Development Of Peptide Inhibitors Targeting Clostridium Difficile Toxins A/b And Characterizing The Regulatory Role Of A Putative Negative Regulator Tcdc In Clostridium Difficile Toxin Gene Expression
Open Access Dissertation
Date of Award
Andrew L. Feig
Clostridium difficile infections cause one of the most common and vital hospitalacquired
diseases often associated with broad-spectrum antibiotic usage. TcdA and TcdB
are the key virulence factors involved in major patho-physiology. While standard
antibiotics provide some respite, due to the high relapse rates and the emergence of more
severe disease presentations, antibiotics alone have often proven to be suboptimal.
Therefore there is a desperate need to develop an effective non-antimicrobial
therapeutics. Part of this work focuses on identification and further characterization of
peptide therapeutic that target the major virulence factor TcdA/TcdB. Towards
development of mechanistic-based anti-toxin agent, phage display was used to identify
peptides that bind to the catalytic domain of C. difficile Toxin A. Characterization of the
binding and inhibitory activity revealed that the lack of parent peptide ability to inhibit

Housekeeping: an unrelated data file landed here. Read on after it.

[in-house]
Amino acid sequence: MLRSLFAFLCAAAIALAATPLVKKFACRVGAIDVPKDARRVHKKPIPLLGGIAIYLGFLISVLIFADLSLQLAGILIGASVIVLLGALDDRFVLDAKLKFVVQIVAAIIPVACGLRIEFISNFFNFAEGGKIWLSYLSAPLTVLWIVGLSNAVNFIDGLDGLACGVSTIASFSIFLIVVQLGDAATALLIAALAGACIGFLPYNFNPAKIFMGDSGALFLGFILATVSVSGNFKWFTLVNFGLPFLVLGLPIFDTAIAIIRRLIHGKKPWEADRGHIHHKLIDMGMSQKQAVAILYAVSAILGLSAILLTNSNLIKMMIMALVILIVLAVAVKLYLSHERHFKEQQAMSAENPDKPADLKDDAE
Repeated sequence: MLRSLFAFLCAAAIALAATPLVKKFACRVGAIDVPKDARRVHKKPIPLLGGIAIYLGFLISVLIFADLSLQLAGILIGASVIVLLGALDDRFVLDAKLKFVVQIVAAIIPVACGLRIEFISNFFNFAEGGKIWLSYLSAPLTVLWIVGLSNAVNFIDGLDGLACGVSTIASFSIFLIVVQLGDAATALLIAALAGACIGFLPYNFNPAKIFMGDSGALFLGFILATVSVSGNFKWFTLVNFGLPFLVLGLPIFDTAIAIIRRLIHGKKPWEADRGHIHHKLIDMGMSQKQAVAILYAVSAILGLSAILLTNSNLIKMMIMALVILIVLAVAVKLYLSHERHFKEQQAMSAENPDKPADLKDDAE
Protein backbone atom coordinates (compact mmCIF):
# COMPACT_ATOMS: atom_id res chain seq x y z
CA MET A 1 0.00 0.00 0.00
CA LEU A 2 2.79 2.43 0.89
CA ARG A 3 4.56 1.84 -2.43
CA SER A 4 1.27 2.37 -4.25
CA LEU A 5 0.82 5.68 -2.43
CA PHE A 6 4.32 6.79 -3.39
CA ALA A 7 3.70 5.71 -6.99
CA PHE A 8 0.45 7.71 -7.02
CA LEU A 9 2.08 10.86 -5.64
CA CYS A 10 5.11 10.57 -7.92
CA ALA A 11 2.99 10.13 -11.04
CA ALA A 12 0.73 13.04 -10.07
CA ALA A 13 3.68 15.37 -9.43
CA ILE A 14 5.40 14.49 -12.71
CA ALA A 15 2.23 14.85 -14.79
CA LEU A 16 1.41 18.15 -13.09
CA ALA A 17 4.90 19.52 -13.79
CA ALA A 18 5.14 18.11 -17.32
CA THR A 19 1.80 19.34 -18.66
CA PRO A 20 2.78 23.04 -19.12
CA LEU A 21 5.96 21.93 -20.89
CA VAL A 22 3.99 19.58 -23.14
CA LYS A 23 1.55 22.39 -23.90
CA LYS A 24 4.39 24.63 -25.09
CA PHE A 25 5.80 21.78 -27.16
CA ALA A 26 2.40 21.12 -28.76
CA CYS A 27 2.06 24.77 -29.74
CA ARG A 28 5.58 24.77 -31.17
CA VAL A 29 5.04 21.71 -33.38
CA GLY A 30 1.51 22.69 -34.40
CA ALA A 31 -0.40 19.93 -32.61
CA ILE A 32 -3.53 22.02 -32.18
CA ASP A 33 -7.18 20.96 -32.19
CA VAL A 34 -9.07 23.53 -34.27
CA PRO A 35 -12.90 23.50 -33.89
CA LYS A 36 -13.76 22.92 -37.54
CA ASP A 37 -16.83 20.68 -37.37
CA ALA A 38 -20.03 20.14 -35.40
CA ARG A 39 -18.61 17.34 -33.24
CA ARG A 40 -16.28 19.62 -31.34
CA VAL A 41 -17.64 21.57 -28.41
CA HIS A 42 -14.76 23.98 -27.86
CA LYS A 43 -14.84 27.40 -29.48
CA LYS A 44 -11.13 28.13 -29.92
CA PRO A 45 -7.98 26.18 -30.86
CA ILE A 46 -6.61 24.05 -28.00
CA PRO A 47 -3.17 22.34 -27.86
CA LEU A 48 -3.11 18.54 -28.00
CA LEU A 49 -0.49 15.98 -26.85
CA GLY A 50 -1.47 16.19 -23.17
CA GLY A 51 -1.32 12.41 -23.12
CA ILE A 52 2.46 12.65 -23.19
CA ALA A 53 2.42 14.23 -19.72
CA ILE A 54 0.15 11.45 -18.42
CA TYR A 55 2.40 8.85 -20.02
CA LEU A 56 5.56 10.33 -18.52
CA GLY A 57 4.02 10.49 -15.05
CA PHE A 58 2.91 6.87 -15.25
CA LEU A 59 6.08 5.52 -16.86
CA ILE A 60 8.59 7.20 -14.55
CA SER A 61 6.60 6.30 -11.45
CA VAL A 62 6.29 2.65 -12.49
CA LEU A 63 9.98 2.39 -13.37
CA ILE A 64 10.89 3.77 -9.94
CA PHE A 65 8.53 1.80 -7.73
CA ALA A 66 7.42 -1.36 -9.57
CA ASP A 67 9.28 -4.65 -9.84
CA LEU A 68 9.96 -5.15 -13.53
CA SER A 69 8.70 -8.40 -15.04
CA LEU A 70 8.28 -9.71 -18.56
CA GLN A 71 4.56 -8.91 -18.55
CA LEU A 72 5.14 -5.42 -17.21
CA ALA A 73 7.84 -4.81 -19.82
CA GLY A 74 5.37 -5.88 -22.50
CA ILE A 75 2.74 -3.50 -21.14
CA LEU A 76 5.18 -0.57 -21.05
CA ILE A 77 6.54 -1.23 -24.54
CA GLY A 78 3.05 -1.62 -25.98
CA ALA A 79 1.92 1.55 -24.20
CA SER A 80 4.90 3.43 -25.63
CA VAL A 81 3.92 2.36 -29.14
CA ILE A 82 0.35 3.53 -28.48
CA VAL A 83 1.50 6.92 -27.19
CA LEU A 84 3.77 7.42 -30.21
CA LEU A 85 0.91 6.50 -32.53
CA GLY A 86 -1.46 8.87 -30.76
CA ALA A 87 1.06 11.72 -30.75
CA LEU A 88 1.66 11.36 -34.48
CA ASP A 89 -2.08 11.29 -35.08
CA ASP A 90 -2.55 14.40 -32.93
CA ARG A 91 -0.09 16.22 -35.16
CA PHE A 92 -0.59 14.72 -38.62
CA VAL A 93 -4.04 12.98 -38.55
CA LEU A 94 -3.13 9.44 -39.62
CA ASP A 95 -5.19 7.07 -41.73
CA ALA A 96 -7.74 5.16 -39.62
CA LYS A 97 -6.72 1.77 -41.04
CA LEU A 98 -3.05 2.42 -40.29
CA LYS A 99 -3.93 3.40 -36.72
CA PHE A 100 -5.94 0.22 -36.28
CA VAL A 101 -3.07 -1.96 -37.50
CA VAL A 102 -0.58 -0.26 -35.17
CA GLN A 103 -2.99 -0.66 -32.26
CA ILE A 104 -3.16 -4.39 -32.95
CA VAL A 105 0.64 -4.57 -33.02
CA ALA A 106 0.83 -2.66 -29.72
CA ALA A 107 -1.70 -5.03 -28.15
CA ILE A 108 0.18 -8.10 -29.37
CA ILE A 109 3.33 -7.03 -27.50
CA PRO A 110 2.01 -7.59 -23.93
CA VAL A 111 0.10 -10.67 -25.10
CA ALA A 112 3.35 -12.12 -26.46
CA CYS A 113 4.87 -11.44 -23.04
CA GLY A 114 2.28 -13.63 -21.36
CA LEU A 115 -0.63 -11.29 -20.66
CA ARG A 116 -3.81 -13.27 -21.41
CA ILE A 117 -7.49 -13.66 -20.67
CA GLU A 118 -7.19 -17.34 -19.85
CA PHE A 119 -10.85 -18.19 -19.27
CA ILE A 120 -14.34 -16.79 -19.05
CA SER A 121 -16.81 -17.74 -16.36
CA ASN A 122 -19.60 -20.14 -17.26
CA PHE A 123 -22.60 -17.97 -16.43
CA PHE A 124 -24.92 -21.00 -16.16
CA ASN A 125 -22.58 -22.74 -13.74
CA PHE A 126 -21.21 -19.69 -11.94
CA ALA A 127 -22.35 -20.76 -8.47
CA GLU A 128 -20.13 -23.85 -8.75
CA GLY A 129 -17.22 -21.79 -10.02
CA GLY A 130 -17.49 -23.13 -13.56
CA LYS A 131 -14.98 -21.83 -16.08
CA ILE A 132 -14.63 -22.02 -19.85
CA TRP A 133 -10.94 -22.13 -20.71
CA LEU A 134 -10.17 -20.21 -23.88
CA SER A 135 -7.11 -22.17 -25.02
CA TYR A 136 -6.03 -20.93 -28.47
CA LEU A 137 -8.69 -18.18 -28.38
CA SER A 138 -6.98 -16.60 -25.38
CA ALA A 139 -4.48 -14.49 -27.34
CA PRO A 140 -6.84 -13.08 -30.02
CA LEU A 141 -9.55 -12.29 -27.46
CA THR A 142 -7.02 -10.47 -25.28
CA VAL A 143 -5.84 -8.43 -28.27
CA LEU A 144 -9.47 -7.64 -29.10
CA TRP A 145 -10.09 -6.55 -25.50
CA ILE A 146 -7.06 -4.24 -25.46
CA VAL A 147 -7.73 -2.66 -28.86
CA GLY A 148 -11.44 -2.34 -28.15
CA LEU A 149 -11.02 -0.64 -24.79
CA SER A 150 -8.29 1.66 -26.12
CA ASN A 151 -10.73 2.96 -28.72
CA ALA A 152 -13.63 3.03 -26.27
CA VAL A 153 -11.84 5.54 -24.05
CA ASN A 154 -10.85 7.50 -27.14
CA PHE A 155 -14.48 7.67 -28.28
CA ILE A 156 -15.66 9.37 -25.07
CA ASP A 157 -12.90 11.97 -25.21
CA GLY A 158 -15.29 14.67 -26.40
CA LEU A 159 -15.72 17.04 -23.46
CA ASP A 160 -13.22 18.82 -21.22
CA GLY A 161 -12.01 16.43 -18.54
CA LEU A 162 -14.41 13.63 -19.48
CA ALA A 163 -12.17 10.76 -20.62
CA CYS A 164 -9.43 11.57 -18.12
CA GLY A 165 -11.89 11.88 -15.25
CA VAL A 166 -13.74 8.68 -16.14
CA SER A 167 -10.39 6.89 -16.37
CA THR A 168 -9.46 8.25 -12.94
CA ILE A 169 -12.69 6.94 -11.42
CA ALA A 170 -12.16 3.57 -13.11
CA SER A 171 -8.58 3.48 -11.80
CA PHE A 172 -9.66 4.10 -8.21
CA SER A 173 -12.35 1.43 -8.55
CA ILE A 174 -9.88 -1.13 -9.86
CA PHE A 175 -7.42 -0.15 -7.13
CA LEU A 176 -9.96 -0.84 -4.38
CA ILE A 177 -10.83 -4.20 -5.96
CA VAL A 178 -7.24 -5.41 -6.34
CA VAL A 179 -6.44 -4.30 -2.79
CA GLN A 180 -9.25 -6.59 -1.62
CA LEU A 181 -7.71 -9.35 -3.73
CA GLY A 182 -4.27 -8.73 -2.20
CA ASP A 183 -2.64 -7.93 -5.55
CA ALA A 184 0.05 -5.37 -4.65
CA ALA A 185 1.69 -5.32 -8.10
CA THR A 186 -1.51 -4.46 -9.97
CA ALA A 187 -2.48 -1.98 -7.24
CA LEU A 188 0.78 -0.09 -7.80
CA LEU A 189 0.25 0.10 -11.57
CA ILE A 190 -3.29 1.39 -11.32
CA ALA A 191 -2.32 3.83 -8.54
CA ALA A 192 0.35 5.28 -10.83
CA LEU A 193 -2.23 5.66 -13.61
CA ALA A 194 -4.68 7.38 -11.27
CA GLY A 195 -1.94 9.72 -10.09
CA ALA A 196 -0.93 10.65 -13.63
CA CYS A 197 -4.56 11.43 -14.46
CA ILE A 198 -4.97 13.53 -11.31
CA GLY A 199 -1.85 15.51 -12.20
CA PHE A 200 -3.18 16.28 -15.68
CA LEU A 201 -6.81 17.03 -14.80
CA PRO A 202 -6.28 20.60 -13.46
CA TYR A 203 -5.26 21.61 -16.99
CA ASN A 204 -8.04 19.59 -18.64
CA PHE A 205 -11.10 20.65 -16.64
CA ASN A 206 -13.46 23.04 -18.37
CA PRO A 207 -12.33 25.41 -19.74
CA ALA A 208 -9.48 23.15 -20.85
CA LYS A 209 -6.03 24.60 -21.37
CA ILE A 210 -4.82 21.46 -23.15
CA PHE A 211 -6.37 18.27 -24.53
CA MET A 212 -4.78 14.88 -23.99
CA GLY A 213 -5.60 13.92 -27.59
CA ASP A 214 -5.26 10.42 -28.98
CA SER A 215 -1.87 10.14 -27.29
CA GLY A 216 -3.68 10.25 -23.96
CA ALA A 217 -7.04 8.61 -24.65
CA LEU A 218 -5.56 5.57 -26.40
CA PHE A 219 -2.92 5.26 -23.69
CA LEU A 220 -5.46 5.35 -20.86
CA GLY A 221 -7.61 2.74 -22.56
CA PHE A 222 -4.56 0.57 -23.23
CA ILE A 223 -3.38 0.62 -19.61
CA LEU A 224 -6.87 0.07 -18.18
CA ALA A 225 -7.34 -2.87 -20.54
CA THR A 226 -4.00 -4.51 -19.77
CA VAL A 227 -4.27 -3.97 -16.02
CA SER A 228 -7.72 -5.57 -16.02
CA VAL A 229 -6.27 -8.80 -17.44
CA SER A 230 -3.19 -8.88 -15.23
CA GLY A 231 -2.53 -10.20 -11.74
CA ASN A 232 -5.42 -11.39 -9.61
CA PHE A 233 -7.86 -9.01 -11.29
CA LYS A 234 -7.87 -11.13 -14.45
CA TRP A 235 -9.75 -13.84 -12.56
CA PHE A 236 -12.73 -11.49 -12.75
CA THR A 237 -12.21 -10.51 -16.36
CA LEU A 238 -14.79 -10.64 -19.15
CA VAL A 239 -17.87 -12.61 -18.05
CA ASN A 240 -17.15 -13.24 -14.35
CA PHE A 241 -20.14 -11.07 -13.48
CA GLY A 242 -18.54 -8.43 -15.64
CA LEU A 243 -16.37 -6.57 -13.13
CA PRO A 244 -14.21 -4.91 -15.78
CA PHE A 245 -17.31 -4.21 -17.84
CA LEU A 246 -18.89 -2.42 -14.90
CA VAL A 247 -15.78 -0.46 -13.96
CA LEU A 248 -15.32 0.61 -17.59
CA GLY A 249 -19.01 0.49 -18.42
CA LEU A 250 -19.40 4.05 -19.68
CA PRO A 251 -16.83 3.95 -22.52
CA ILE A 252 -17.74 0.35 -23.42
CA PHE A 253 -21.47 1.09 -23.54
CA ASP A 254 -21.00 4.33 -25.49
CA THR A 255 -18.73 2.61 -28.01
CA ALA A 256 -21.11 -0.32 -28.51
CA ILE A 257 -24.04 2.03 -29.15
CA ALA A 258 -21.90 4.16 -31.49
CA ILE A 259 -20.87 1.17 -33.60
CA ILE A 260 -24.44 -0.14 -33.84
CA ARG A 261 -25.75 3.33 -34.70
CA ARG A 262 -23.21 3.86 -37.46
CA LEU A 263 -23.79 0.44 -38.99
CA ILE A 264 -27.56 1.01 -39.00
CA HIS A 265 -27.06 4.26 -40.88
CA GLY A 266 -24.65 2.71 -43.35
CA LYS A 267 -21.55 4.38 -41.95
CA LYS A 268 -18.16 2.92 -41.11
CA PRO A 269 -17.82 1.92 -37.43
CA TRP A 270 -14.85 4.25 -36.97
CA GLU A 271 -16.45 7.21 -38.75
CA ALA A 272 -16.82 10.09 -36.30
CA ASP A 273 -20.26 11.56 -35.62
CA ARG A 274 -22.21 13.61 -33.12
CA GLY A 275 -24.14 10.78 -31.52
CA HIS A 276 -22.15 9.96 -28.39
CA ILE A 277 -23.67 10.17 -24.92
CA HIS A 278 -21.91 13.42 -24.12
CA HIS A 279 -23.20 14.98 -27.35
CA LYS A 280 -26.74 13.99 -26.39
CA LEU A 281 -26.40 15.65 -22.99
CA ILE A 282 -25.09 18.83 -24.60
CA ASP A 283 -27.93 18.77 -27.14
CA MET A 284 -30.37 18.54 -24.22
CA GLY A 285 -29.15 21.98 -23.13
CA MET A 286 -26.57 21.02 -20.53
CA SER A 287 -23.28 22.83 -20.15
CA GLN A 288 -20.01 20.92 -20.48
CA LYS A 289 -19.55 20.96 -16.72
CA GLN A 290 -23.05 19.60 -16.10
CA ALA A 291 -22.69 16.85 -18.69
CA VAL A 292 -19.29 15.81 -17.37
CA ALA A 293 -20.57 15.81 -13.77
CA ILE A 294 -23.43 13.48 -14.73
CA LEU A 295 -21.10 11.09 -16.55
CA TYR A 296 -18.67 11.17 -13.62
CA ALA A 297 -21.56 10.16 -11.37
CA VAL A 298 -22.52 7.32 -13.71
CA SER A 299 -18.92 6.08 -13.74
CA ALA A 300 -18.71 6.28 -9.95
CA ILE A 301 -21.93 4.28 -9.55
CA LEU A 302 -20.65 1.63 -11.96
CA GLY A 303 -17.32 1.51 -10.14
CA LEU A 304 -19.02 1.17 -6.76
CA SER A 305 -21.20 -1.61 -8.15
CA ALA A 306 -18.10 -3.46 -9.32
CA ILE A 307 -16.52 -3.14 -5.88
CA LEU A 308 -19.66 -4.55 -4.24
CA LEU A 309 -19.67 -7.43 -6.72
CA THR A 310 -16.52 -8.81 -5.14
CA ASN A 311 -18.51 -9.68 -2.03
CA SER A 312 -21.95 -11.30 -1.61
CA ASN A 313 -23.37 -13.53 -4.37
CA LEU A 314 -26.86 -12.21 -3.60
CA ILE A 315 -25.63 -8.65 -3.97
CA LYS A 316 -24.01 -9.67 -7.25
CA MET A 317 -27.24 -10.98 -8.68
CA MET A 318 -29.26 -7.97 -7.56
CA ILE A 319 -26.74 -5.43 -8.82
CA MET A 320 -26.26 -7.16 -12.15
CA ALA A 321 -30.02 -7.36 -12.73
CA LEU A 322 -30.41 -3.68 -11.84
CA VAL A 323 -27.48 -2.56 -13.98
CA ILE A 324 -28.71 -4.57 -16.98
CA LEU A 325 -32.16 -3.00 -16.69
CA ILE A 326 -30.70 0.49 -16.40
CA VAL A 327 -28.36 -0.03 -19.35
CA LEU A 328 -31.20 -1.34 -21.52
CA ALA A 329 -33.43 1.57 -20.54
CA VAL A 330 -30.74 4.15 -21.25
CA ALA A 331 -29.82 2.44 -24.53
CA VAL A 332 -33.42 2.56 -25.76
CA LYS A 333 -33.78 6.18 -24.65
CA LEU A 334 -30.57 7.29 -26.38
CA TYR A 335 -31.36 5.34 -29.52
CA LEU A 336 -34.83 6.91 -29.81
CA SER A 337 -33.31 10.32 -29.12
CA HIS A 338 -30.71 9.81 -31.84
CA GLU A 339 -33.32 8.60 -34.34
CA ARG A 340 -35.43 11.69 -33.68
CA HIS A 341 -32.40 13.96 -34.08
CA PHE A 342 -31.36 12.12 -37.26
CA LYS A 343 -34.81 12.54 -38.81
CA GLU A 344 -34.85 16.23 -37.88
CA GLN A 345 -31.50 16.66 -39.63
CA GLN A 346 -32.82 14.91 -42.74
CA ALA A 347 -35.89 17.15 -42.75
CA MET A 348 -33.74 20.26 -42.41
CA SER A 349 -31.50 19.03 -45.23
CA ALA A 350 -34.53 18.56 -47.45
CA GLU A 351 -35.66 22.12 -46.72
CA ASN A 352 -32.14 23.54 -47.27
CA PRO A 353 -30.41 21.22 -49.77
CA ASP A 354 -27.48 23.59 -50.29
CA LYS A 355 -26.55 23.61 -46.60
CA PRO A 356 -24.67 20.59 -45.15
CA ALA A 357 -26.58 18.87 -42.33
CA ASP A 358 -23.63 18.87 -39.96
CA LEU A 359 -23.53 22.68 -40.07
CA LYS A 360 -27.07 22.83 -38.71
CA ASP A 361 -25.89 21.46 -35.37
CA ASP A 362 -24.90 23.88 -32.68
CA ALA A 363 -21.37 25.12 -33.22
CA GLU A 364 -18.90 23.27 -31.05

the cells in vivo. Further derivatization of above parent peptides in to irreversible binders
lead to protects cells in vivo. Mass spectroscopy approaches revealed the peptide
inhibition was mainly due to cross-linking of modified peptide in to key catalytic residues
in active site. While there are still several steps required to further explore in terms of the
stability of these compounds, agents like these could be potentially used prophylactically
to avoid extensive cellular damage during treatment with broad spectrum antibiotics or in
populations prone to CDI.
The other area, focused on this thesis, is identification of the functional role of a
negative regulator (TcdC) involved in toxin gene expression. In this work, we used a
variety of biochemical and genetic approaches and characterized TcdC is not repressor
instead acts as an Extra Cytoplasmic Class (ECF) anti-sigma factor and was able to
propose a new mechanistic model regarding the regulatory role of TcdC. As well as here
we have successfully developed GFP-based reporter system which has a potential to be
an adaptable tool for investigating fine details on toxin genes tuning. Being able to adopt
in host environment is vital for survival and propagation of a pathogenic bacteria. Thus,
exploring the regulatory nodes on PaLoc gene expression can be lead to exploit potential
therapeutic opportunities hidden within such systems.
Abdeen, Sanofar Jainul, "Development Of Peptide Inhibitors Targeting Clostridium Difficile Toxins A/b And Characterizing The Regulatory Role Of A Putative Negative Regulator Tcdc In Clostridium Difficile Toxin Gene Expression" (2013). Wayne State University Dissertations. 627.